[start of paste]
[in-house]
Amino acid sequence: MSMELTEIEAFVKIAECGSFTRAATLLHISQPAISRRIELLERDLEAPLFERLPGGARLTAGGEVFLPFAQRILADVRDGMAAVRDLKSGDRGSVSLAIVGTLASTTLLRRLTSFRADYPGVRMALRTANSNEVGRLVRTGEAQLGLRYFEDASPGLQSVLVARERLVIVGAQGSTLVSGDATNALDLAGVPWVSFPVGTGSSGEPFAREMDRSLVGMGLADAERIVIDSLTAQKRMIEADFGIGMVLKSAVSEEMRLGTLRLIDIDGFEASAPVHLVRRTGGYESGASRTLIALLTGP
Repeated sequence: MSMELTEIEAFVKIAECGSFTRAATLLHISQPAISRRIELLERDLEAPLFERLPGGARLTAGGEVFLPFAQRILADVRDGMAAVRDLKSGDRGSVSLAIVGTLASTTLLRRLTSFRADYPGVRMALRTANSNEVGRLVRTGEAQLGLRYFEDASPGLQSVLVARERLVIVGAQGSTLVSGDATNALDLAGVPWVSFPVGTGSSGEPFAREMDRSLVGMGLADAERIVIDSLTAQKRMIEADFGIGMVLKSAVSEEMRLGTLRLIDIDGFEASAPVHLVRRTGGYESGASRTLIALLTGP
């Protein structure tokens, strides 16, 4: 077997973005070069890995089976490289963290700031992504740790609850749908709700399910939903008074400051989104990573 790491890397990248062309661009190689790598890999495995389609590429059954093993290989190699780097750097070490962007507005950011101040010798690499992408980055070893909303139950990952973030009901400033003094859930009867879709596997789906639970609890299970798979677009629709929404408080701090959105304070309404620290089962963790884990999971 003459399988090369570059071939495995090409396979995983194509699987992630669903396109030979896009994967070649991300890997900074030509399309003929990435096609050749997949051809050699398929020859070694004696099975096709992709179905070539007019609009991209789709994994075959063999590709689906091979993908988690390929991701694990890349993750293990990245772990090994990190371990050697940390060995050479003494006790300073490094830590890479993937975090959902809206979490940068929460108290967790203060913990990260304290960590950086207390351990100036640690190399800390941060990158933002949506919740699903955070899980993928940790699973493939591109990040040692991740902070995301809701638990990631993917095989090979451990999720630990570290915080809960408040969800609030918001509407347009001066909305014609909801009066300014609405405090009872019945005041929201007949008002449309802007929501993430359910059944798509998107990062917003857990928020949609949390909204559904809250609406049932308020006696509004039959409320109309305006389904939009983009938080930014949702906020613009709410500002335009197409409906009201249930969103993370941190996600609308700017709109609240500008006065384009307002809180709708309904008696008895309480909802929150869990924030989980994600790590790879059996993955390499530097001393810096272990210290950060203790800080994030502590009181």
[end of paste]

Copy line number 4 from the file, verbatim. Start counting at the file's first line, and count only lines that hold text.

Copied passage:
């Protein structure tokens, strides 16, 4: 077997973005070069890995089976490289963290700031992504740790609850749908709700399910939903008074400051989104990573 790491890397990248062309661009190689790598890999495995389609590429059954093993290989190699780097750097070490962007507005950011101040010798690499992408980055070893909303139950990952973030009901400033003094859930009867879709596997789906639970609890299970798979677009629709929404408080701090959105304070309404620290089962963790884990999971 003459399988090369570059071939495995090409396979995983194509699987992630669903396109030979896009994967070649991300890997900074030509399309003929990435096609050749997949051809050699398929020859070694004696099975096709992709179905070539007019609009991209789709994994075959063999590709689906091979993908988690390929991701694990890349993750293990990245772990090994990190371990050697940390060995050479003494006790300073490094830590890479993937975090959902809206979490940068929460108290967790203060913990990260304290960590950086207390351990100036640690190399800390941060990158933002949506919740699903955070899980993928940790699973493939591109990040040692991740902070995301809701638990990631993917095989090979451990999720630990570290915080809960408040969800609030918001509407347009001066909305014609909801009066300014609405405090009872019945005041929201007949008002449309802007929501993430359910059944798509998107990062917003857990928020949609949390909204559904809250609406049932308020006696509004039959409320109309305006389904939009983009938080930014949702906020613009709410500002335009197409409906009201249930969103993370941190996600609308700017709109609240500008006065384009307002809180709708309904008696008895309480909802929150869990924030989980994600790590790879059996993955390499530097001393810096272990210290950060203790800080994030502590009181």